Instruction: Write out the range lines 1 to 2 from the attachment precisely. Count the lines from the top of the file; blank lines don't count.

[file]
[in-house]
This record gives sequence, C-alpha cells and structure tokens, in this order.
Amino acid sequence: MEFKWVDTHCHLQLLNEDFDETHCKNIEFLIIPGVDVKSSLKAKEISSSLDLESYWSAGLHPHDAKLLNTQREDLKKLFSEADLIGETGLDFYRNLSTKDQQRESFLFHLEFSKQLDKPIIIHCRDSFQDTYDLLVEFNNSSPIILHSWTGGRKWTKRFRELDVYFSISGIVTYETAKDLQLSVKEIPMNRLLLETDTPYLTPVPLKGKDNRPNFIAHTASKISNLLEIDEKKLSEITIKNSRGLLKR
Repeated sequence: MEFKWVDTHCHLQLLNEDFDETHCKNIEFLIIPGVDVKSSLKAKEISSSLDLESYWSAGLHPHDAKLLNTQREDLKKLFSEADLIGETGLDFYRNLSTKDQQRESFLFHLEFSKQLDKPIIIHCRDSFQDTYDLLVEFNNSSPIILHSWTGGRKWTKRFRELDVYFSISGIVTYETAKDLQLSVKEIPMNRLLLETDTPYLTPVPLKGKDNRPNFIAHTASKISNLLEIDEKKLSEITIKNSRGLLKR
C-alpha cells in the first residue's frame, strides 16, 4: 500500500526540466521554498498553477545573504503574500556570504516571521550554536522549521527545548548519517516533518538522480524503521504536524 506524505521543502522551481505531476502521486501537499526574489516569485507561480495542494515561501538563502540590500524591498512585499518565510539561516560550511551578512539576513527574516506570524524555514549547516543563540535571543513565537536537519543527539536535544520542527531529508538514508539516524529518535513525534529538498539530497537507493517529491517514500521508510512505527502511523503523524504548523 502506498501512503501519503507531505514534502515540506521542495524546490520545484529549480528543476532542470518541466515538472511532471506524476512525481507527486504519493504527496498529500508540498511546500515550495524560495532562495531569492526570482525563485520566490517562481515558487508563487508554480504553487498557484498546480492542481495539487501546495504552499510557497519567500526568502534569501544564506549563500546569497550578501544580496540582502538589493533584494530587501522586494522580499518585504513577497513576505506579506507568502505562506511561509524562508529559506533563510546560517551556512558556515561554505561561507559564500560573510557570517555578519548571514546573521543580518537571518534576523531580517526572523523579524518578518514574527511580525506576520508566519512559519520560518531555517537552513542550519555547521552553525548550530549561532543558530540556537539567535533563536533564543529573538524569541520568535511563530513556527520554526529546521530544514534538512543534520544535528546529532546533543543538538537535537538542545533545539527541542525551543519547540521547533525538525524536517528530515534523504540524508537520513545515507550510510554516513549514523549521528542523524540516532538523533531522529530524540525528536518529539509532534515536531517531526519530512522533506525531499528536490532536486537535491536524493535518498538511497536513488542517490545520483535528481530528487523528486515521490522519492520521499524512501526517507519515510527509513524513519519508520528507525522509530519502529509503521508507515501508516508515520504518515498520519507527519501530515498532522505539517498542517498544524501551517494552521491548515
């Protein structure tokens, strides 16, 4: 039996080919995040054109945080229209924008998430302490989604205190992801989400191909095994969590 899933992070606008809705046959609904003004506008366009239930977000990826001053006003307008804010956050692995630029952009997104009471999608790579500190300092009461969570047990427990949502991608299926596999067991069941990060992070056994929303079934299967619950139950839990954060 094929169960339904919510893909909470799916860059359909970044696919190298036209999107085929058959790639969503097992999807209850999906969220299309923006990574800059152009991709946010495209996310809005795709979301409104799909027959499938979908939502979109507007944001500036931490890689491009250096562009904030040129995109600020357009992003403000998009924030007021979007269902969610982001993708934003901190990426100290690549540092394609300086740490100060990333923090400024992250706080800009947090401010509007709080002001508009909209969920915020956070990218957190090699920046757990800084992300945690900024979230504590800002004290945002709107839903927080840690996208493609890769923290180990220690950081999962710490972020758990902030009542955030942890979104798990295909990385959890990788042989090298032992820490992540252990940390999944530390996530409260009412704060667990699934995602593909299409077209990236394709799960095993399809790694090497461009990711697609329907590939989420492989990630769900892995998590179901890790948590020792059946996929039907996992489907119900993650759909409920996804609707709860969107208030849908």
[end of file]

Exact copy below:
[in-house]
This record gives sequence, C-alpha cells and structure tokens, in this order.